I was watching one of my favorite movies the other night. The film, by the way, is Children of Men. It's immersive science fiction that has only grown more relevant over time and I think it should be essential viewing for anyone interested in the genre.

I absolutely see myself recommending it to people ten years from now and even twenty years from now. But how many younger people are aware of its existence?

Wow, just writing that sentence made me feel old.


People were more than happy to share recommendations after Redditor cartstanza asked the online community:

"You have to recommend an absolutely must see, pre-2000 movie to a teenager... which one is it?"

The Truman Show (1998)

"The Truman Show has marked me, and I feel like this is even more relevant than back then."

Universe-mmt

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It absolutely is!

It's honestly grown more disturbing to me the older I get.

A remarkably prescient and emotional film.

Jurassic Park (1993)

"I was born too late for the Star Wars craze but I hear my older friends and family members go on about how incredible it was, watching the first Star Wars in the theatre."

"Jurassic Park is the same for me and my friends who are in our late 30s/early 40s; we all vividly recall seeing those dinosaurs on that giant movie screen, and how it changed the way movies were viewed from that point on. Absolutely incredible."

orange-cuse

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Jurassic Park has aged beautifully and should be essential viewing for anyone who loves a good sci-fi film.

Back to the Future (1985)

"Back to the Future. I showed this to kids recently and they had one issue. They had trouble telling the difference between the two times. To them, both are so long ago no cell phones etc. They don't get the difference in clothes and music."

NBNJ

Giphy

Wow, way to make me feel old with this statement.

Help.

Office Space (1997)

"Office Space. Surprisingly, only gets more accurate over time."

"If you go the college-educated route, there is a good chance this will be your life. Yeah, yeah, we have open office plans now which knocked down the actual cubicle walls, and the computer screens have gotten flatter, but Lumbergh and Milton still exist."

One_Standard_Deviant

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Considering that Gen Z has continued to push back against traditional office culture and has embraced remote work, I think many of them would appreciate much of what Office Space has to say.

Airplane! (1980)

"Airplane! I feel like a lot of older comedies haven't aged very well, but Airplane is still just as funny now as when it was new, and a lot of the humor definitely is the type that appeals to a teenager."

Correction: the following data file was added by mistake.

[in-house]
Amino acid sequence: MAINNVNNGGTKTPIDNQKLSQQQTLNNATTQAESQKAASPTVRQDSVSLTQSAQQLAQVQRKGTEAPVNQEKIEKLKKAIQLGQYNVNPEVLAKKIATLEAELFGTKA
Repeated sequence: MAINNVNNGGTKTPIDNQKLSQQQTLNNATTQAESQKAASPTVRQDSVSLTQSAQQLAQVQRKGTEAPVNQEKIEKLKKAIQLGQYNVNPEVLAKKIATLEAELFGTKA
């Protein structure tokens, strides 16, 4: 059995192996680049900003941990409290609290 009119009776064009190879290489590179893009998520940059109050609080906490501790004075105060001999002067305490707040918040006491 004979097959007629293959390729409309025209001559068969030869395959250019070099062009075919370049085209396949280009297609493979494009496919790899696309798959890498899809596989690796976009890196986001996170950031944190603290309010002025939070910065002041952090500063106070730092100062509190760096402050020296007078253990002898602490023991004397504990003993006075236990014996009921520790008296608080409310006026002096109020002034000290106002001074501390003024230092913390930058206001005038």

ElToberino

Giphy

A classic!

Leslie Nielsen was such a talent.

How has he been gone for so long?

Saving Private Ryan (1998)

"Saving Private Ryan. Yes, the opening scene is graphic but that’s the point."

ElToberino

Giphy

Steven Spielberg pretty much won the Best Director Oscar for the opening scene alone.

Definitely a must-see for anyone interested in checking out his filmography.

Ghostbusters (1984)

"Ghostbusters. So they can know that there's a good reason they keep going back to that well - the first one kicked ass."

Ranger-Prick

Giphy

Yeah, let's just ignore everything else that came after it.

Wasn't that good, and I say that as someone who is not in love with the first film, either.

But if you want to get into movies from the 1980s, then Ghostbusters is absolutely essential viewing.

Mallrats (1995)

"Mallrats. It is the perfect microcosm of 90s culture. Exaggerated, yes, but wonderful in so many ways."

Lexi_Banner

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This film, Clerks, and Chasing Amy pretty much defined Kevin Smith's career and made him into an indie darling.

His films are very different now.

It's interesting to note his evolution.

The Shawshank Redemption (1994)

"The Shawshank Redemption."

"No other movie even comes remotely close. There's other 10/10 brilliant movies out there, but Shawshank is the only truly 11/10 movie ever made, it transcends perfection."

Archiive

Giphy

Indeed a classic in every sense of the word.

It's a thrilling and engaging film.

Frank Darabont's three Stephen King adaptations–the other two being The Green Mile and The Mist–are beautifully rendered.

Heathers (1989)

"Heathers. I recommended this for my niece's slumber party 10 years ago and they rang me in the middle of it to tell me how great I was for making them watch it."

Different-Street-919

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I saw this as a teenager, loved it and then was pretty disturbed by how dark it got toward the end.

A gripping film from start to finish.

Well, what are you waiting for?

There are so many more films to see, but honestly, these are a great start. It'll be interesting to see how different this list might look in the next 20 years or so!

Have some suggestions of your own? Feel free to tell us more in the comments below!

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